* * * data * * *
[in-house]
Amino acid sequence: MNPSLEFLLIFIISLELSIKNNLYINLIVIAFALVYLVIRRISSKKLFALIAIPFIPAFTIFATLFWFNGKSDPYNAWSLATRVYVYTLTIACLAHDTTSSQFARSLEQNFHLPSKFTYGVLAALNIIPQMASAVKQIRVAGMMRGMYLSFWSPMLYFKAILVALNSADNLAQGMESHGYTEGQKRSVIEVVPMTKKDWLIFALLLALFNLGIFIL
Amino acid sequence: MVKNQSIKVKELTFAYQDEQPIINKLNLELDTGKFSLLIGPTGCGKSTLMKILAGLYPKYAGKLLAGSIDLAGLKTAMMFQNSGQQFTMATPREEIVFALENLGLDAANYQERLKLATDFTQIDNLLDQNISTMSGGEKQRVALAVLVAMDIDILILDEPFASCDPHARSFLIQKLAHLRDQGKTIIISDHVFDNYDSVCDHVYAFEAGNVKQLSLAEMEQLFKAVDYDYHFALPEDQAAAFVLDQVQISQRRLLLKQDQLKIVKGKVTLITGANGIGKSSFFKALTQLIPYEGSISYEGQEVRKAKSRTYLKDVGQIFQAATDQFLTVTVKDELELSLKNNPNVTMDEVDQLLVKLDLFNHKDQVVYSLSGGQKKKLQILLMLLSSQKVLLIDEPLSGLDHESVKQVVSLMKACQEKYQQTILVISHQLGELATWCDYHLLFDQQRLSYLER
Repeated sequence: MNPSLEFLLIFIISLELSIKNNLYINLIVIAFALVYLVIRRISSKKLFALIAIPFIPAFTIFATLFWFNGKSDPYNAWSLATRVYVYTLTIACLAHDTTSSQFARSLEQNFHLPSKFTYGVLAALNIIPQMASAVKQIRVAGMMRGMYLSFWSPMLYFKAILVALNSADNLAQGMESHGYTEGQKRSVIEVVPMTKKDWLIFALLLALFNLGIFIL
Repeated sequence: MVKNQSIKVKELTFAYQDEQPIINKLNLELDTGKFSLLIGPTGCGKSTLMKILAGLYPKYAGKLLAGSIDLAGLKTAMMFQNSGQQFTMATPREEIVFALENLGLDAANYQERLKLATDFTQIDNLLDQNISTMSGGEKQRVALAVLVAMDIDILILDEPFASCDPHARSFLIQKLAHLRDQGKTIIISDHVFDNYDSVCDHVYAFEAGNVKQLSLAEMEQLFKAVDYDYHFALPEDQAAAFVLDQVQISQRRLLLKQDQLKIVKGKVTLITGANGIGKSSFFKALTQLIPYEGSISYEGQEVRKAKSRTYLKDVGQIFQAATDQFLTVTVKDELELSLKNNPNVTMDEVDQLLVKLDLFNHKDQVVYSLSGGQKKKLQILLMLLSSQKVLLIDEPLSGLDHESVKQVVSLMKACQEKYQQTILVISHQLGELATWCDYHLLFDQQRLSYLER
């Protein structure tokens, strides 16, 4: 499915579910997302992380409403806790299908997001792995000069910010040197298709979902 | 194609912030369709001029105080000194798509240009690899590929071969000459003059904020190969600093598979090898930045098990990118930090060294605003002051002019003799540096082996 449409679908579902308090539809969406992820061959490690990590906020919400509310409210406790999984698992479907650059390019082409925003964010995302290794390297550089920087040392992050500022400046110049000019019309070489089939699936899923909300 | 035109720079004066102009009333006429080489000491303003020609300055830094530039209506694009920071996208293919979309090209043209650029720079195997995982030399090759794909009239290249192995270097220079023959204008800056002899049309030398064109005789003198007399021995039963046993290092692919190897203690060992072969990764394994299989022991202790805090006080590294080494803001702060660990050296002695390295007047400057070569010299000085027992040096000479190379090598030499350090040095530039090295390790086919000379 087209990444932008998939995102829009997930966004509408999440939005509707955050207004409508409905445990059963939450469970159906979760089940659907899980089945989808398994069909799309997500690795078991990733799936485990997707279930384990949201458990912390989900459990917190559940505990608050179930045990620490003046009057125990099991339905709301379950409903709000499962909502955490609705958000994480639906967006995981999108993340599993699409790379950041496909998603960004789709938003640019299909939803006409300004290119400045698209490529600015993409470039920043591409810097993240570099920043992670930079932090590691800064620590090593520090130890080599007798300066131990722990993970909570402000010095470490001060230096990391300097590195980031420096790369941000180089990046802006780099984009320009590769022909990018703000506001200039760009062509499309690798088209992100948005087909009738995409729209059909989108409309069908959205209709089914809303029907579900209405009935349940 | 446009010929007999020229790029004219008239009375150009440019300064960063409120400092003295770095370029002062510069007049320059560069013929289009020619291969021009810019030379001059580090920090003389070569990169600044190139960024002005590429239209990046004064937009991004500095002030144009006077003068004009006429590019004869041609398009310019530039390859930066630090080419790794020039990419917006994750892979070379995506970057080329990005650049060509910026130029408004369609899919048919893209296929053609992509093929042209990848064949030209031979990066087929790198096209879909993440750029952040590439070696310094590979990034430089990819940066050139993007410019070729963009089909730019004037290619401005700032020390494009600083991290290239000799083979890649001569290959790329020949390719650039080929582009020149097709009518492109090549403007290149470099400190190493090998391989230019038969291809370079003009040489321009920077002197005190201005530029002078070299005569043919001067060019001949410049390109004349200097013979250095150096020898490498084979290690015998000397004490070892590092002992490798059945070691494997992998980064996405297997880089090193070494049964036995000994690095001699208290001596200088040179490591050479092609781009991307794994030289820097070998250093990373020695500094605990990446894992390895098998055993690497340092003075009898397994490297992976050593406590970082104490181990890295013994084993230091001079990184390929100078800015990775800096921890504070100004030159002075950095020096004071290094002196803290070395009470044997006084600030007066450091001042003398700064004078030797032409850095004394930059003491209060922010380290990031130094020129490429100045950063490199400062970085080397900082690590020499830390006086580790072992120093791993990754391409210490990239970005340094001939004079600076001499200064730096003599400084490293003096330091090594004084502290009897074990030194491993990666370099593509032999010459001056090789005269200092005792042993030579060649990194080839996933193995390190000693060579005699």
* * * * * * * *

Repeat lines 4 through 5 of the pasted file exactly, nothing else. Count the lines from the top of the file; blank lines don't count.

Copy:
Repeated sequence: MNPSLEFLLIFIISLELSIKNNLYINLIVIAFALVYLVIRRISSKKLFALIAIPFIPAFTIFATLFWFNGKSDPYNAWSLATRVYVYTLTIACLAHDTTSSQFARSLEQNFHLPSKFTYGVLAALNIIPQMASAVKQIRVAGMMRGMYLSFWSPMLYFKAILVALNSADNLAQGMESHGYTEGQKRSVIEVVPMTKKDWLIFALLLALFNLGIFIL
Repeated sequence: MVKNQSIKVKELTFAYQDEQPIINKLNLELDTGKFSLLIGPTGCGKSTLMKILAGLYPKYAGKLLAGSIDLAGLKTAMMFQNSGQQFTMATPREEIVFALENLGLDAANYQERLKLATDFTQIDNLLDQNISTMSGGEKQRVALAVLVAMDIDILILDEPFASCDPHARSFLIQKLAHLRDQGKTIIISDHVFDNYDSVCDHVYAFEAGNVKQLSLAEMEQLFKAVDYDYHFALPEDQAAAFVLDQVQISQRRLLLKQDQLKIVKGKVTLITGANGIGKSSFFKALTQLIPYEGSISYEGQEVRKAKSRTYLKDVGQIFQAATDQFLTVTVKDELELSLKNNPNVTMDEVDQLLVKLDLFNHKDQVVYSLSGGQKKKLQILLMLLSSQKVLLIDEPLSGLDHESVKQVVSLMKACQEKYQQTILVISHQLGELATWCDYHLLFDQQRLSYLER